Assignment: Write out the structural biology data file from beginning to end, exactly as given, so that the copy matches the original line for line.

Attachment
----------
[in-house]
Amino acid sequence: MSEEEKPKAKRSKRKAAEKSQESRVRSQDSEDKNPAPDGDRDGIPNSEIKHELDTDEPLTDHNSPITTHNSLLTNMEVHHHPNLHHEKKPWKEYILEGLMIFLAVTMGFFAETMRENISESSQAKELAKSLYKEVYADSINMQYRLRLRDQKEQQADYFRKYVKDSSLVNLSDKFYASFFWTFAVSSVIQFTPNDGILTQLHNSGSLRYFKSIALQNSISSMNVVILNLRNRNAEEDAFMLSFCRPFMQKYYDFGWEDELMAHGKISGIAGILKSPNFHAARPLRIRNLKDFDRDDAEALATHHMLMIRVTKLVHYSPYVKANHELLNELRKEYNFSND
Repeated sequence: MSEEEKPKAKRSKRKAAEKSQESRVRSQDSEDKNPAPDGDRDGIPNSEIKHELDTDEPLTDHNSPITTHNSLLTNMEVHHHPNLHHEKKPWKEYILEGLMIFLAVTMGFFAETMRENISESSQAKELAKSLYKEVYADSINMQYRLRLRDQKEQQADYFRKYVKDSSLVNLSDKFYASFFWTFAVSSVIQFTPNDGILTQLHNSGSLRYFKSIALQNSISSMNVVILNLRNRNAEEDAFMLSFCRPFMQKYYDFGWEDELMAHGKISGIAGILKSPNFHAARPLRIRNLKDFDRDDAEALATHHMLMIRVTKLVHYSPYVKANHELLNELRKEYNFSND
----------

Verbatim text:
[in-house]
Amino acid sequence: MSEEEKPKAKRSKRKAAEKSQESRVRSQDSEDKNPAPDGDRDGIPNSEIKHELDTDEPLTDHNSPITTHNSLLTNMEVHHHPNLHHEKKPWKEYILEGLMIFLAVTMGFFAETMRENISESSQAKELAKSLYKEVYADSINMQYRLRLRDQKEQQADYFRKYVKDSSLVNLSDKFYASFFWTFAVSSVIQFTPNDGILTQLHNSGSLRYFKSIALQNSISSMNVVILNLRNRNAEEDAFMLSFCRPFMQKYYDFGWEDELMAHGKISGIAGILKSPNFHAARPLRIRNLKDFDRDDAEALATHHMLMIRVTKLVHYSPYVKANHELLNELRKEYNFSND
Repeated sequence: MSEEEKPKAKRSKRKAAEKSQESRVRSQDSEDKNPAPDGDRDGIPNSEIKHELDTDEPLTDHNSPITTHNSLLTNMEVHHHPNLHHEKKPWKEYILEGLMIFLAVTMGFFAETMRENISESSQAKELAKSLYKEVYADSINMQYRLRLRDQKEQQADYFRKYVKDSSLVNLSDKFYASFFWTFAVSSVIQFTPNDGILTQLHNSGSLRYFKSIALQNSISSMNVVILNLRNRNAEEDAFMLSFCRPFMQKYYDFGWEDELMAHGKISGIAGILKSPNFHAARPLRIRNLKDFDRDDAEALATHHMLMIRVTKLVHYSPYVKANHELLNELRKEYNFSND